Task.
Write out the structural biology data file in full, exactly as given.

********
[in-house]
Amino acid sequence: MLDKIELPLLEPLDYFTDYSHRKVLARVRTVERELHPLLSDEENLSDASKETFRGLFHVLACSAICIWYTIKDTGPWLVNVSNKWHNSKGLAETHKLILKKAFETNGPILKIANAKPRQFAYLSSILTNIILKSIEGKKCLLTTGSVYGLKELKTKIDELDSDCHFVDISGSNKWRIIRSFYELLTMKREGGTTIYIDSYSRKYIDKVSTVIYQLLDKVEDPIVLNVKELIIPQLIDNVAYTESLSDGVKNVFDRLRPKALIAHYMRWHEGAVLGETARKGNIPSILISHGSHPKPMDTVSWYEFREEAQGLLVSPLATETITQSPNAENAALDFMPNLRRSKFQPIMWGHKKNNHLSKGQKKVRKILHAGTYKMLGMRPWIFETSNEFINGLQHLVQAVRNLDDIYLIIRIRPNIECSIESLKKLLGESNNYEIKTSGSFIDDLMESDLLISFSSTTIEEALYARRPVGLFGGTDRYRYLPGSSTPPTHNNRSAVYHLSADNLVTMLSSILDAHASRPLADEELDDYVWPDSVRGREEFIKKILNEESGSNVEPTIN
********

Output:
[in-house]
Amino acid sequence: MLDKIELPLLEPLDYFTDYSHRKVLARVRTVERELHPLLSDEENLSDASKETFRGLFHVLACSAICIWYTIKDTGPWLVNVSNKWHNSKGLAETHKLILKKAFETNGPILKIANAKPRQFAYLSSILTNIILKSIEGKKCLLTTGSVYGLKELKTKIDELDSDCHFVDISGSNKWRIIRSFYELLTMKREGGTTIYIDSYSRKYIDKVSTVIYQLLDKVEDPIVLNVKELIIPQLIDNVAYTESLSDGVKNVFDRLRPKALIAHYMRWHEGAVLGETARKGNIPSILISHGSHPKPMDTVSWYEFREEAQGLLVSPLATETITQSPNAENAALDFMPNLRRSKFQPIMWGHKKNNHLSKGQKKVRKILHAGTYKMLGMRPWIFETSNEFINGLQHLVQAVRNLDDIYLIIRIRPNIECSIESLKKLLGESNNYEIKTSGSFIDDLMESDLLISFSSTTIEEALYARRPVGLFGGTDRYRYLPGSSTPPTHNNRSAVYHLSADNLVTMLSSILDAHASRPLADEELDDYVWPDSVRGREEFIKKILNEESGSNVEPTIN